Statement of Purpose
This study examines the nature of venture capital and its role in the capital markets of "free market" economies. A descriptive review of the history and operations of venture capital markets in overseas countries is also undertaken. The purpose of the study is to use the information derived to develop some proposals for the establishment of a viable venture capital sector of the Australian capital market. Particular focus is on the interface among providers and users of venture capital (designated in the study as venture capitalists and entrepreneurs/innovators respectively).
Outline of the Study
Chapter 1 reviews the nature of venture capital and its relationship with innovative activity. The important role venture capital plays in generating benefits for society as a result of such innovative activity is demonstrated. A brief review of the generic sources of venture capital and types of venture capital investment is also provided.
In Chapter 2 the issue of risk and reward in venture capital investment is addressed. The applicability of traditional investment decision making criteria for venture capital investments is examined and while found to be normatively useful is of little value positively. Research on actual investment decision making by venture capitalists and investment performance is presented with varied findings in evidence.
A general process model for venture capital decision making is proposed.
The history and operation of venture capital markets in overseas countries is described in Chapter 3. The Chapter focuses on the United States experience as the market here is the largest, most developed and longest established. The markets in the U.K. and remainder of Europe, Canada, Japan and Singapore are also described.
Chapter 4 looks at the Australian situation and concludes that while there have been some venture capitalists in the capital market in Australia, to all intents and purposes there is no definable venture capital market in Australia at present. Some reasons why this might be so are put forward.
As a result of the discovery of considerable government investment in the operation of the venture capital markets in most overseas countries. Chapter 5 analyses the advisability and justification of government participation.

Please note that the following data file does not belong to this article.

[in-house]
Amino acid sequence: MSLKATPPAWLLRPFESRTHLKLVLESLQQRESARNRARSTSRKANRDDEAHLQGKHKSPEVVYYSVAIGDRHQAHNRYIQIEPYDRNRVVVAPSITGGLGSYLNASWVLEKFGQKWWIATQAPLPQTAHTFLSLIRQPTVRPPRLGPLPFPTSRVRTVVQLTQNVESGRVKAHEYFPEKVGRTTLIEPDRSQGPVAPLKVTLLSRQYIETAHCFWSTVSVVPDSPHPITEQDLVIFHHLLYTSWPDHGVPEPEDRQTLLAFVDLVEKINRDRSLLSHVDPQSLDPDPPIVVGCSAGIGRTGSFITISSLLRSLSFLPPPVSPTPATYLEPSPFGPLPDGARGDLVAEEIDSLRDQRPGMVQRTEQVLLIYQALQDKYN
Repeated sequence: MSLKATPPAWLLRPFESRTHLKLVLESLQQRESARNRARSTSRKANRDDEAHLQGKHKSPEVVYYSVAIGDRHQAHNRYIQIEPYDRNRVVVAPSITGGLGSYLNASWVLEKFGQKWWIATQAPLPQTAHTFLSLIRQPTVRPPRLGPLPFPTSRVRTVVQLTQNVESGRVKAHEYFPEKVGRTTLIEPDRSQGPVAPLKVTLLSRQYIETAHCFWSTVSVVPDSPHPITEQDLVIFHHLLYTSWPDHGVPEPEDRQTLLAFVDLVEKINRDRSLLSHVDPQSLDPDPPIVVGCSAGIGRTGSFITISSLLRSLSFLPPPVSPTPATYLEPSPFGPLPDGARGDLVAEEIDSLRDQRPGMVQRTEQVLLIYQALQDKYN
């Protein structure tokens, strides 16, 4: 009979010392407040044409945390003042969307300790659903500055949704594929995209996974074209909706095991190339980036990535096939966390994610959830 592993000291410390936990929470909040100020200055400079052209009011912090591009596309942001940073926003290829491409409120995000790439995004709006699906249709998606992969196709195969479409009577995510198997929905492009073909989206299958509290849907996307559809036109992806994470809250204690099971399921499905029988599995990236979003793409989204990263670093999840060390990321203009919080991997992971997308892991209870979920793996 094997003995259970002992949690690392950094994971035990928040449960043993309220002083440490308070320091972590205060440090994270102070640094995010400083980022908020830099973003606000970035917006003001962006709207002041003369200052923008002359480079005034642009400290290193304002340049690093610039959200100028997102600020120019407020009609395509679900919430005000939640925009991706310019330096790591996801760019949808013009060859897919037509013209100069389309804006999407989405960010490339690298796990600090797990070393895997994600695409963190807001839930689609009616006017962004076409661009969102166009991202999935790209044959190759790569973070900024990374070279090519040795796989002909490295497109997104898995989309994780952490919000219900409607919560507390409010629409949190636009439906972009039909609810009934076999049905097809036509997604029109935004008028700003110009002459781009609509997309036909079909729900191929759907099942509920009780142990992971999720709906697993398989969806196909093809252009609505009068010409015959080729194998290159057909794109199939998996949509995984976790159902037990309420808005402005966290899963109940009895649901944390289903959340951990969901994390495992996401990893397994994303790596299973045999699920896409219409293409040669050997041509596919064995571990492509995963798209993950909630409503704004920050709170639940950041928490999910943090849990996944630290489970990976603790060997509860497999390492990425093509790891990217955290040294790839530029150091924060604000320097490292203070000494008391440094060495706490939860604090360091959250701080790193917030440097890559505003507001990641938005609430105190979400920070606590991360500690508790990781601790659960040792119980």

The important issue of interface and communication among venture capitalists and entrepreneurs/innovators is addressed in Chapter 6. From the literature and some research that has been carried out it was found that essentially venture capitalists require two things of entrepreneurs/innovators:
1. High skill level and good track record of entrepreneurs/innovators and/or managers,
2. Suitable planning of the venture.
As a result a pro forma business plan for entrepreneurs/innovators is proposed.
Chapter 6 also discusses the problem of venture capitalists and entrepreneurs/innovators locating each other and introduces the concept of professional venture initiation.
The final chapter develops some proposals for the establishment of on effective venture capital market in Australia.
Based on the findings of the study the prerequisites for an effective venture capital market are stated and categorised in four areas:
1. Research and Development Activities
2. Educational Policies
3. Financial Incentives
4. Market Conditions
A general model of the venture capital process is then offered. Some specific suggestions for the Australian circumstance (apart from the recommendations of the Espie Committee Report which are endorsed by the findings of this study) are advocated in terms of the framework of the four parameters of an effective venture capital market.